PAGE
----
Before we calculate the scale of our timeline, let's just practice using a scale. On our scale worksheet, we will be making shapes larger and smaller based on a scale factor. If the scale says 1:2, that means that for every square on the original, you will put 2 squares on the new shape. That means the new shape will be twice as large as the original shape. Try it!
    Geologic Time Span Dragster 
    Now that you understand how geologic time works, it's time to look at actual geologic time periods. In human history, we have time periods like the Industrial Revolution and the Renaissance. What about geologic time? We have geologic time periods too, but they are based on what kinds of organisms lived during those times, and geologic time spans last a LOT longer than periods in human history. Geologic time periods begin and end with significant geologic events. Why? Because major changes in the environments organisms lived in led to mass extinctions and the development of new species. 
    In this activity, you will use clues about the significant events and notable fossils from each major geologic time span. Do you think you can put the time spans in the correct order (without their names and without looking it up)? Try the Geologic Time Spans Dragster to find out! Aim for 100% on your first try. Don't just submit it over and over and let the computer tell you where they go. Use the clues and logic. For example, will any fossils exist before the formation of Earth? Can dinosaurs exist before the first land plants? Can corals exist before the first multi-cellular organisms? The clues are there, use your detective skills and figure them out!
    When you are done:
    1. Take a screen shot of your answers. These will be your electronic notes for your Geologic Timeline.
      (If it turns out your answers are wrong, you can go back and take another screen-shot when they are all correct.)

    2. Click on the check box at the bottom right to submit your answers.
      Put the number of your period, your last name, then your first name.
      For example, if I were in period 4, I would put: 4 Armstrong, Valerie (Please capitalize like scholars.)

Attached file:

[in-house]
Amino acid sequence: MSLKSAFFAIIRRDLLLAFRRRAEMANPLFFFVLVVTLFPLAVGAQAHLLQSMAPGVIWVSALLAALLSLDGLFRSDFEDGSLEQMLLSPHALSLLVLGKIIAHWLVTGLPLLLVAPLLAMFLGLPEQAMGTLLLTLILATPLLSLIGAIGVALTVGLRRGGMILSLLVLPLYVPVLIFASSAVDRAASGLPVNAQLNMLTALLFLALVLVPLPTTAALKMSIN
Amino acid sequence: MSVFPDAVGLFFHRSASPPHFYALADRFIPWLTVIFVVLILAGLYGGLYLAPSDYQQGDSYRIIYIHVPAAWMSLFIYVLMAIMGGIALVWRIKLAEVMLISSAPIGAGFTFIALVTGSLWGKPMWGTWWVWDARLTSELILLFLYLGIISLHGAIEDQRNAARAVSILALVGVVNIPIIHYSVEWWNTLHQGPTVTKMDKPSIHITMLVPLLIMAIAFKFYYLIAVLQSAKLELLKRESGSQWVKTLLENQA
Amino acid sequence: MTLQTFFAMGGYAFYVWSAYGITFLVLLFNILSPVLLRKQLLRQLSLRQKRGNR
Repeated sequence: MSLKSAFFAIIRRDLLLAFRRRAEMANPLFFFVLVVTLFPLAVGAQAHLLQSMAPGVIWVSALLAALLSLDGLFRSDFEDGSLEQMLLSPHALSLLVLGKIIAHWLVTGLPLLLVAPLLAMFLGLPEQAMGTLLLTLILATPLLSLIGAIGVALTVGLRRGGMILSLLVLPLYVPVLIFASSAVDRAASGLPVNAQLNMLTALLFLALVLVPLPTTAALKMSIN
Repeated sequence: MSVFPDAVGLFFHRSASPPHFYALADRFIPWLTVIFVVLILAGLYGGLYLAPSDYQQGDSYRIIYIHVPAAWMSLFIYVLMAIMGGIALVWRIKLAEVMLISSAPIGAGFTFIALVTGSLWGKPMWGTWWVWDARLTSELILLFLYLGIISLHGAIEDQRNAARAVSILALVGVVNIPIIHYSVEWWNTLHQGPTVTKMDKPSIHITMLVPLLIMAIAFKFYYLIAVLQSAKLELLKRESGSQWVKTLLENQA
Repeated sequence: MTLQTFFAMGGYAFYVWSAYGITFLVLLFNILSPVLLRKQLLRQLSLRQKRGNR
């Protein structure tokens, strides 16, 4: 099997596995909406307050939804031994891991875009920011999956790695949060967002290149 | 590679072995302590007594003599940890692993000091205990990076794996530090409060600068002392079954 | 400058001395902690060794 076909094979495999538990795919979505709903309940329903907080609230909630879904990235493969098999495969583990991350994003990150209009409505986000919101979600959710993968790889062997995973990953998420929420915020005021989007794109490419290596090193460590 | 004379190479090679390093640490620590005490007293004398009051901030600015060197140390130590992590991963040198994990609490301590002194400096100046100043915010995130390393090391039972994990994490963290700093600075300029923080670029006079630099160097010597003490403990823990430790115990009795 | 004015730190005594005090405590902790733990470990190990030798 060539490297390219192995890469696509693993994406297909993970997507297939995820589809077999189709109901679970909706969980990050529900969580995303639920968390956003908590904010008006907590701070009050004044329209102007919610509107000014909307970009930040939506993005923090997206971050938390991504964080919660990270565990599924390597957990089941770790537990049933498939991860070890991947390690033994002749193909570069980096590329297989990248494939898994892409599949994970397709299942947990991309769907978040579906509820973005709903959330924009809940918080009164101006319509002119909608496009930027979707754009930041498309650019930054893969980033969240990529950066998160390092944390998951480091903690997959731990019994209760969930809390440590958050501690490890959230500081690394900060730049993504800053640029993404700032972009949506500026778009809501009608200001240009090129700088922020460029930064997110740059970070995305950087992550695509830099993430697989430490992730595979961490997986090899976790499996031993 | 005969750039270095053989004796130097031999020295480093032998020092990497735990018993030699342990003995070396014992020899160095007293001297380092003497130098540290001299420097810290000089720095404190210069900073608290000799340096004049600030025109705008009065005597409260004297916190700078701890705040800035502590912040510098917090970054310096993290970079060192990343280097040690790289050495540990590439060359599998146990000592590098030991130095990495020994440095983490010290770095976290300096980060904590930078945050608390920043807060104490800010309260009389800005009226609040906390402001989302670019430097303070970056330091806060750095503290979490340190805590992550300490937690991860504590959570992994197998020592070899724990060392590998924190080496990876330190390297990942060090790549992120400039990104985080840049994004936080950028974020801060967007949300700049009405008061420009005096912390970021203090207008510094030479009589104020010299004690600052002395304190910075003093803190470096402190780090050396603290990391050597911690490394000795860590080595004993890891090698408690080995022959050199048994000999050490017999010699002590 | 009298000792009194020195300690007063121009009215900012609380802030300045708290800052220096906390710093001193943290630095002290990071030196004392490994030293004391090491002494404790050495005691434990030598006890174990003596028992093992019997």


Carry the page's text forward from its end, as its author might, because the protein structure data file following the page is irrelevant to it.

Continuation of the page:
(You may put a personal email if you want scores emailed to you, but it is not required. The school email will not work.)

    3. Use your Dragster answers to fill in the notes on your Geologic Timeline worksheet.
      There are 6 major divisions of geologic time on our timeline. They go in the same order on your Dragster and your notes. In the section that says "Key Events," fill in the events that happened and write whether they happened at the beginning or end of the time period. Also look at the notable fossils and make notes on what kind of organisms lived during each time period. Pay special attention to which organisms first evolved.
    Doing the Math

    We're making a timeline of Earth's history. Earth's history is 4.5 billion (4,500 million) years long. Do you have the right ruler for that? Does your ruler have millions of years on it? Mine doesn't it only has centimeters. Yours too? Well then, I guess we'll have to use a scale factor to convert millions of years to centimeters. The timeline will be 90cm long and will represent 4,500 million years (that equals 4.5 billion) Can you set up a proportion to figure out how many centimeters equals 1 million years? Your answer is the scale factor. We will use the scale factor to figure out how many centimeters long each time span should be on our timeline. (Hint: Check your answer by using the Early Precambrian. If you multiply 700 my times your scale factor, the answer should be 14cm. If not, you did something wrong.)

    Remember the scale worksheet with the different shapes we had to make bigger and smaller? If the scale was 1:2, the scale factor was 2, and we had to multiply every line by 2 to make the shape twice as large. If the scale was 1:3, the scale factor was 3, and we had to mulitply by 3, etc. Your scale factor for the timeline will work the same way. For each time period, you will multiply the length of time (in millions of years) by the scale factor, and it will tell you how many centimeters long that time span should be on your timeline. Round to the nearest tenths place; i.e. 1.475 would round to 1.5. 

    Making the Timeline